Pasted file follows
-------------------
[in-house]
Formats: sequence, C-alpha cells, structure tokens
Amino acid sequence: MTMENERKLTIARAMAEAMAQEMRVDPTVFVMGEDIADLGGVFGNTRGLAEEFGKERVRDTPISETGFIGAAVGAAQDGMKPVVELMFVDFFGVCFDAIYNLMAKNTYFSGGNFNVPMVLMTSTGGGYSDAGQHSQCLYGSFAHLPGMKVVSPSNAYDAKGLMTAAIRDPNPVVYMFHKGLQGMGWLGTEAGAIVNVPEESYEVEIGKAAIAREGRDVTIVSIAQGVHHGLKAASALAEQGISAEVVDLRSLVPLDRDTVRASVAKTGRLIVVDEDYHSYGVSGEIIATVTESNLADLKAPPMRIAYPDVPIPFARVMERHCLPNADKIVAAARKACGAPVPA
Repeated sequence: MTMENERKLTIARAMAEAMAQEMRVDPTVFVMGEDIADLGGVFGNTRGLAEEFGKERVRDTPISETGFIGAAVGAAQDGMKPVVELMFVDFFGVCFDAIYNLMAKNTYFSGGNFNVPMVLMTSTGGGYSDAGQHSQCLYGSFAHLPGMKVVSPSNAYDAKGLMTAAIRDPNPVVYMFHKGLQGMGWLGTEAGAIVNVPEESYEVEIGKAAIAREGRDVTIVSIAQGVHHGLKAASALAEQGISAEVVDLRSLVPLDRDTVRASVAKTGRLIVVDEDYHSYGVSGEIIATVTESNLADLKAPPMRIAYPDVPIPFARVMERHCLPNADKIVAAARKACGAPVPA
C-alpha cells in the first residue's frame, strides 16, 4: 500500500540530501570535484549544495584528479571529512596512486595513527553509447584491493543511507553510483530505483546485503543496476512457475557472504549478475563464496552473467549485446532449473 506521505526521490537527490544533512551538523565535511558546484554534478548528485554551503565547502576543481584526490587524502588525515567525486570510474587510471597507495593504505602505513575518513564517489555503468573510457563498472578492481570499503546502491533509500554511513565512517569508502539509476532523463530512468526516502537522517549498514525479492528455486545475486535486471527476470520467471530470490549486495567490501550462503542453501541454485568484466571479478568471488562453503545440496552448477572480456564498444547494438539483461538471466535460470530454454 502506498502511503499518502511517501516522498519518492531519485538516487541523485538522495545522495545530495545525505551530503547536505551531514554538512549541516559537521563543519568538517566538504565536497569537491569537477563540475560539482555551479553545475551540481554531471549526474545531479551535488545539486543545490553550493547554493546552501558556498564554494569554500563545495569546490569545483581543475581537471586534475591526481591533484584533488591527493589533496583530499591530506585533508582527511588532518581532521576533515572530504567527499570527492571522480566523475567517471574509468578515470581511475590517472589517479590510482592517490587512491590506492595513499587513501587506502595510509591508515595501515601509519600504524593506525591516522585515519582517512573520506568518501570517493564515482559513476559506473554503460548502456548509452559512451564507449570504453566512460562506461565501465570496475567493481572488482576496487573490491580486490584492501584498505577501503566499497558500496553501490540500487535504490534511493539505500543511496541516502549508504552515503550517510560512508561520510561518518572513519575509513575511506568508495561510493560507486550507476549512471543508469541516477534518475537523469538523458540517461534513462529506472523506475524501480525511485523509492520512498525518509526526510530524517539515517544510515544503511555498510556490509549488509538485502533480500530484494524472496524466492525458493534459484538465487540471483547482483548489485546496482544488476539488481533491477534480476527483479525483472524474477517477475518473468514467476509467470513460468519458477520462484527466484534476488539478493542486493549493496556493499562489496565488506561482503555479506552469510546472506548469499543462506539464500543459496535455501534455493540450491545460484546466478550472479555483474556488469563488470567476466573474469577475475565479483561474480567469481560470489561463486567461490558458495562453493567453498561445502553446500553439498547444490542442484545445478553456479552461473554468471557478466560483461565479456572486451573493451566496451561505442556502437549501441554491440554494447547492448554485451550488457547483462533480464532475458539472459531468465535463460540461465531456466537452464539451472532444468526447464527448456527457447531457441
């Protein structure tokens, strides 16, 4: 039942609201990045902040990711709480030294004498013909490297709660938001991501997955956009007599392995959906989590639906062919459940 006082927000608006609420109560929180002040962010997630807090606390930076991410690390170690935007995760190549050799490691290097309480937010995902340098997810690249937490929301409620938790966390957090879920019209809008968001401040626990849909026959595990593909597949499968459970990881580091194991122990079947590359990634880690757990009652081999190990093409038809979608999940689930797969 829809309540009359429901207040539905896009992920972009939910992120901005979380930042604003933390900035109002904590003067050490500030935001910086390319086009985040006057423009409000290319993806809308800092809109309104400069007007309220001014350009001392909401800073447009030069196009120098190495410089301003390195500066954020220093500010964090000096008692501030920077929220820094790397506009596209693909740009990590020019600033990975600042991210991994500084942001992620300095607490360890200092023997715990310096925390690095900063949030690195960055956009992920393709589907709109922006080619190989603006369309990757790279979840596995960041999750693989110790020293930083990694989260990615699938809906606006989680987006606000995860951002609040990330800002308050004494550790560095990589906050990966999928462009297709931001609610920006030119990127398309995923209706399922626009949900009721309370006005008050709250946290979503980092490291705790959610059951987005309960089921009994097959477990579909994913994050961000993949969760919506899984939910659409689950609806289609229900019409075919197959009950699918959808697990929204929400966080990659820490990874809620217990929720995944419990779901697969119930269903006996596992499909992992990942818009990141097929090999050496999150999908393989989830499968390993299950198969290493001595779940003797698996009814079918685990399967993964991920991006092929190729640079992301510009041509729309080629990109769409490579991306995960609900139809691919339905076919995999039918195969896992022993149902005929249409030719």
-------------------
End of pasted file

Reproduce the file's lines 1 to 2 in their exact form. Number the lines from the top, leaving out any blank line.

[in-house]
Formats: sequence, C-alpha cells, structure tokens